Neutrophil infiltration in decidua and preeclampsia

Neutrophil infiltration in decidua and preeclampsia

Abstracts / Placenta 57 (2017) 225e335 pathological placental examination. Inter-observer agreement was in general good, but some microscopic criteri...

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Abstracts / Placenta 57 (2017) 225e335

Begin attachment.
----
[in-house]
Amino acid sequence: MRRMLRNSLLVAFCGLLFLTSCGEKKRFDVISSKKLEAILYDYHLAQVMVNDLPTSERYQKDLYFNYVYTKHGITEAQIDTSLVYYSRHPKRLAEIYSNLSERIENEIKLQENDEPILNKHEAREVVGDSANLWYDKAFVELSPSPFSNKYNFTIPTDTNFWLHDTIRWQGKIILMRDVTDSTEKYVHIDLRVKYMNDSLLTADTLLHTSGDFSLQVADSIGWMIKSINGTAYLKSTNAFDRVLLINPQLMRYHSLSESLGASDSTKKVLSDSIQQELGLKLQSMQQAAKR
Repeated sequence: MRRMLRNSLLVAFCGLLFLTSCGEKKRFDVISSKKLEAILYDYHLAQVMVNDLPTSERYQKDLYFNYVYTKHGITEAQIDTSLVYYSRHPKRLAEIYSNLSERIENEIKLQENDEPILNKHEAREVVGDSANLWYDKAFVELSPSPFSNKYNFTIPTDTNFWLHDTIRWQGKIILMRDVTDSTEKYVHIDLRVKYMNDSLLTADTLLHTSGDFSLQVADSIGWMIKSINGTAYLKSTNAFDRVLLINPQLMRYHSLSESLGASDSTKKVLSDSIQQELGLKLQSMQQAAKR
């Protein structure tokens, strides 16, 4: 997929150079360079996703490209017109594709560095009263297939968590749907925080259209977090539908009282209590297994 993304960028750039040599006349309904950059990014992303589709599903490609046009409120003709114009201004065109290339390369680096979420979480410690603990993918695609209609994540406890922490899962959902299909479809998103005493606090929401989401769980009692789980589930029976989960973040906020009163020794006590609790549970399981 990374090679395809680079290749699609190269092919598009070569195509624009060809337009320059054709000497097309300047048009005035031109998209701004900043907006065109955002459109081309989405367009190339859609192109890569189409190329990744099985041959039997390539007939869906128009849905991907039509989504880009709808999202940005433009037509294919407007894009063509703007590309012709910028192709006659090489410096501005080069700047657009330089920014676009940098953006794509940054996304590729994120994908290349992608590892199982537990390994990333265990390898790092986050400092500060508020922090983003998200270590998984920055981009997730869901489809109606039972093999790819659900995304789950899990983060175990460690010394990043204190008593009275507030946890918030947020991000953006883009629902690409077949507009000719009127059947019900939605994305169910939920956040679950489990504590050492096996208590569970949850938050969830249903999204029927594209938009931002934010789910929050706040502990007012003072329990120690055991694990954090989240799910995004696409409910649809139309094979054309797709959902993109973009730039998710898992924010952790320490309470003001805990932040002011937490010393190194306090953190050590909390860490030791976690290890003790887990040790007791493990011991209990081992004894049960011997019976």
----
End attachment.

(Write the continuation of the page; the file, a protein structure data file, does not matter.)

pathological placental examination. Inter-observer agreement was in general good, but some microscopic criteria on e.g. maternal vascular malperfusion need to be specified. Conclusion: As long as there is no internationally valid, easily understandable, reproducible classification system on pathological placental diagnoses, national and international comparison of placental insufficiency with worst fetal outcome is hampered. Our classification system has contributed to the revision of diagnostic criteria for placental diagnosis in the Amsterdam placenta consensus group. http://dx.doi.org/10.1016/j.placenta.2017.07.029